Amid all the coverage about Yang's departure, two key points: First, some say Yang may be getting a bum rap, his legacy tarnished by Yahoo's recent struggles.
Writes Charles Cooper of CBS News: "If Yang's legacy includes blowing the Microsoft deal, then let's also include his myriad contributions in laboring to build one of the biggest Internet properties in the world. For whatever warts you want to pick at, Yahoo remains a company that weathered the dot-com bust, the post-9/11 slump, and the Great Recession." My colleague Chris O'Brien blogs: "Yang deservedly remains a Silicon Valley icon. He was there at the start of the Internet era, along with co-founder David Filo, building one of the first great Web businesses. It is a company that generated millions of dollars in wealth for founders and employees, created thousands of jobs, and helped pioneer the idea that the Web could be a place where businesses could be built." Yang's mistake, say O'Brien and the Mercury News' Mike Cassidy, was hanging on too long.
Second, the big question now is what the company can do to start anew as it battles Facebook and Google for ad revenue, and as it tries to appease long-frustrated investors. Cooper of CBS News and others are right to point out that Yahoo remains a huge force. Its properties continue to draw in hundreds of millions of viewers — who probably couldn't care less that Yahoo has lost its mojo in the tech world — and it remains one of the biggest and still profitable companies in Silicon Valley. But analyst Rebecca Lieb of the Altimeter Group recently told O'Brien: "Yahoo is a very vaguely defined company strategically. It has a million or zero identities. It's everything and nothing." Many believe that that lack of focus, more than anything or anyone, has been what has held the company back. On GMSV, we've talked plenty about Yahoo's identity crisis as it has struggled with the question of whether it's a technology company or a media company. With Yang gone, and with more board members reportedly on their way out, maybe a new regime can help reinvent Yahoo.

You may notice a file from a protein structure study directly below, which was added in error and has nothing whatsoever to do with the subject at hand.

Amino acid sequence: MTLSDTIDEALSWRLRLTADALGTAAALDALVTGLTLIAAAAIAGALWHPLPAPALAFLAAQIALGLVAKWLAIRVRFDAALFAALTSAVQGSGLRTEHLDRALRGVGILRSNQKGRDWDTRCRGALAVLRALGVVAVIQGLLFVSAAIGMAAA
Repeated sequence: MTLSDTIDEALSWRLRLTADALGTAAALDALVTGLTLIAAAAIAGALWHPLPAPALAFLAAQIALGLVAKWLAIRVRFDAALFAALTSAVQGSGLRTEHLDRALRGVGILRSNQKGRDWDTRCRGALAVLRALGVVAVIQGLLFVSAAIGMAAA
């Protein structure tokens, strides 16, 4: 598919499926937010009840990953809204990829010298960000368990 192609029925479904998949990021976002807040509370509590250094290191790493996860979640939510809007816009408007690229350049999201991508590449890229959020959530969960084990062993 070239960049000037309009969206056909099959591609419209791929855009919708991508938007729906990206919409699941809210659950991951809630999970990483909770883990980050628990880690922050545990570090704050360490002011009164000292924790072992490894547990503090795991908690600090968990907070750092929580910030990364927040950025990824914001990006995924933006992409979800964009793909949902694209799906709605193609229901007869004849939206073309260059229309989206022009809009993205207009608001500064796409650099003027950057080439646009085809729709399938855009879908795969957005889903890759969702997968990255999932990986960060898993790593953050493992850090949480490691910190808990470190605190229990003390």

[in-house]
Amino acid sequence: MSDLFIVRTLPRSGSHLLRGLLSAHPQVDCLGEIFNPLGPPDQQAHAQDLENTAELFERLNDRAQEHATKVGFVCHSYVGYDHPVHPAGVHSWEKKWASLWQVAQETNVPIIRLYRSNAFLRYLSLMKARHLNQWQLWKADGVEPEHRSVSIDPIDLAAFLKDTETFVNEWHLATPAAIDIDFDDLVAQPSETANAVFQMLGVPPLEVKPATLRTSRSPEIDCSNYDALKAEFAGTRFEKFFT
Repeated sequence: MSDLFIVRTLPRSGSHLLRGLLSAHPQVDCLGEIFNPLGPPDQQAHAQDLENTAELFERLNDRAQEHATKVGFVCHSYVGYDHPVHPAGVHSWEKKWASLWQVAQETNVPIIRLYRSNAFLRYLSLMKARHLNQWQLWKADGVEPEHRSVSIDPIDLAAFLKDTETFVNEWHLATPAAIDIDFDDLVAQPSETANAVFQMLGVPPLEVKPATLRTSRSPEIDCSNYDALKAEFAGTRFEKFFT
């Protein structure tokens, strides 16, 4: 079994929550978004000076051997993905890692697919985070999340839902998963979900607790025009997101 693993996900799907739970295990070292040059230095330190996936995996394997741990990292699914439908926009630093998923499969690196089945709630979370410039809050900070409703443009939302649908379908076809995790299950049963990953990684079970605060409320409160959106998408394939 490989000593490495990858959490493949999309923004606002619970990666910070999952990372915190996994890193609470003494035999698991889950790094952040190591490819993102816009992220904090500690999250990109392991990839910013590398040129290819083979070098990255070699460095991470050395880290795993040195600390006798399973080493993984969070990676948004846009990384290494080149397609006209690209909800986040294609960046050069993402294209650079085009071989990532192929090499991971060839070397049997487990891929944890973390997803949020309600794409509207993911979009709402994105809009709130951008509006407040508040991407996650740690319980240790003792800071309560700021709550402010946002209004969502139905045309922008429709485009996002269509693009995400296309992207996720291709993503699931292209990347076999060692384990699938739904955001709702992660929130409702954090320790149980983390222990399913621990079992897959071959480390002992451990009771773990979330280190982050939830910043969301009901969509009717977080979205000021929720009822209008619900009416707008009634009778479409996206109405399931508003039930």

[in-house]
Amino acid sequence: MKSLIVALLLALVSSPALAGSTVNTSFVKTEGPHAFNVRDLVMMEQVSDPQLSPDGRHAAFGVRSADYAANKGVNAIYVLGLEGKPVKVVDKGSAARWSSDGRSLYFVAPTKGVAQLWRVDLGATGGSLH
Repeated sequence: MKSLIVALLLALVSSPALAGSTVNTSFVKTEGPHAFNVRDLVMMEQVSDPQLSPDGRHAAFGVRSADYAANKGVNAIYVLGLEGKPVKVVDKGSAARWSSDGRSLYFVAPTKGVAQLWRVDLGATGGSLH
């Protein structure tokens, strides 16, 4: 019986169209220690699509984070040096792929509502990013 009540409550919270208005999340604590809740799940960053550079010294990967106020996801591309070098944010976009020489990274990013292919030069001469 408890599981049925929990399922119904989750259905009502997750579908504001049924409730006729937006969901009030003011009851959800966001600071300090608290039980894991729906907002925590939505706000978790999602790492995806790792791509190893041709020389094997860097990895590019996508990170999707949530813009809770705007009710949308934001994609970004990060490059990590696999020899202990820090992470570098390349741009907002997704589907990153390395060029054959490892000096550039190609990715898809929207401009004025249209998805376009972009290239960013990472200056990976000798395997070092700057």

Off topic: Faking it on Twitter, if seceding had succeeded, occupations of the 1 percent, office colds, remaking book covers: The alter egos of Henry Kissinger, Queen Elizabeth II and others make Foreign Policy's list of fake and entertaining Twitter accounts. U.S. secession movements mapped and compared against the rest of the country. (via Neatorama) The New York Times takes a look at what the 1 percent does for a living. (with infographic) Office colds: a flowchart, diagram of the "office hero" and more. And alternative book covers and movie posters.